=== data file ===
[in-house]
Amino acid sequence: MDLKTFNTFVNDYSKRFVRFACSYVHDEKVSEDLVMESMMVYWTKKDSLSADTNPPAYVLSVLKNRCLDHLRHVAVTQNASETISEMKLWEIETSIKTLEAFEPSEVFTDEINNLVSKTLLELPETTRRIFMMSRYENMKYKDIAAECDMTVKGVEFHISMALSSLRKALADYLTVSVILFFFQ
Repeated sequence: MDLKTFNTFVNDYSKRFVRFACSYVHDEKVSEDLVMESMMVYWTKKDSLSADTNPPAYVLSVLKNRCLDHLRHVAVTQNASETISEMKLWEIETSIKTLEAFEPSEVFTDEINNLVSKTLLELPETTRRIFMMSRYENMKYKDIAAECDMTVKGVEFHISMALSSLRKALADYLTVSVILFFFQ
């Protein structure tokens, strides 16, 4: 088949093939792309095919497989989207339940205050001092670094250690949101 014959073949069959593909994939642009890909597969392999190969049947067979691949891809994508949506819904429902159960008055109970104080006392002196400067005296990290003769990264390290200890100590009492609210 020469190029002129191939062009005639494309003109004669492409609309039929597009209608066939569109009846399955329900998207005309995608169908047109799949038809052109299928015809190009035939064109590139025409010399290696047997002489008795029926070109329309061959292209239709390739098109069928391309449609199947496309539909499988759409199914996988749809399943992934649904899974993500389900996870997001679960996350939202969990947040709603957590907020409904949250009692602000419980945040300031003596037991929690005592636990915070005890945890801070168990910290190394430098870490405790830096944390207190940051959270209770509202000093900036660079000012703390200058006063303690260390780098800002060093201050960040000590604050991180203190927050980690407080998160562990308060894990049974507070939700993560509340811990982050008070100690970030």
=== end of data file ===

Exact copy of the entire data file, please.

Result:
[in-house]
Amino acid sequence: MDLKTFNTFVNDYSKRFVRFACSYVHDEKVSEDLVMESMMVYWTKKDSLSADTNPPAYVLSVLKNRCLDHLRHVAVTQNASETISEMKLWEIETSIKTLEAFEPSEVFTDEINNLVSKTLLELPETTRRIFMMSRYENMKYKDIAAECDMTVKGVEFHISMALSSLRKALADYLTVSVILFFFQ
Repeated sequence: MDLKTFNTFVNDYSKRFVRFACSYVHDEKVSEDLVMESMMVYWTKKDSLSADTNPPAYVLSVLKNRCLDHLRHVAVTQNASETISEMKLWEIETSIKTLEAFEPSEVFTDEINNLVSKTLLELPETTRRIFMMSRYENMKYKDIAAECDMTVKGVEFHISMALSSLRKALADYLTVSVILFFFQ
């Protein structure tokens, strides 16, 4: 088949093939792309095919497989989207339940205050001092670094250690949101 014959073949069959593909994939642009890909597969392999190969049947067979691949891809994508949506819904429902159960008055109970104080006392002196400067005296990290003769990264390290200890100590009492609210 020469190029002129191939062009005639494309003109004669492409609309039929597009209608066939569109009846399955329900998207005309995608169908047109799949038809052109299928015809190009035939064109590139025409010399290696047997002489008795029926070109329309061959292209239709390739098109069928391309449609199947496309539909499988759409199914996988749809399943992934649904899974993500389900996870997001679960996350939202969990947040709603957590907020409904949250009692602000419980945040300031003596037991929690005592636990915070005890945890801070168990910290190394430098870490405790830096944390207190940051959270209770509202000093900036660079000012703390200058006063303690260390780098800002060093201050960040000590604050991180203190927050980690407080998160562990308060894990049974507070939700993560509340811990982050008070100690970030």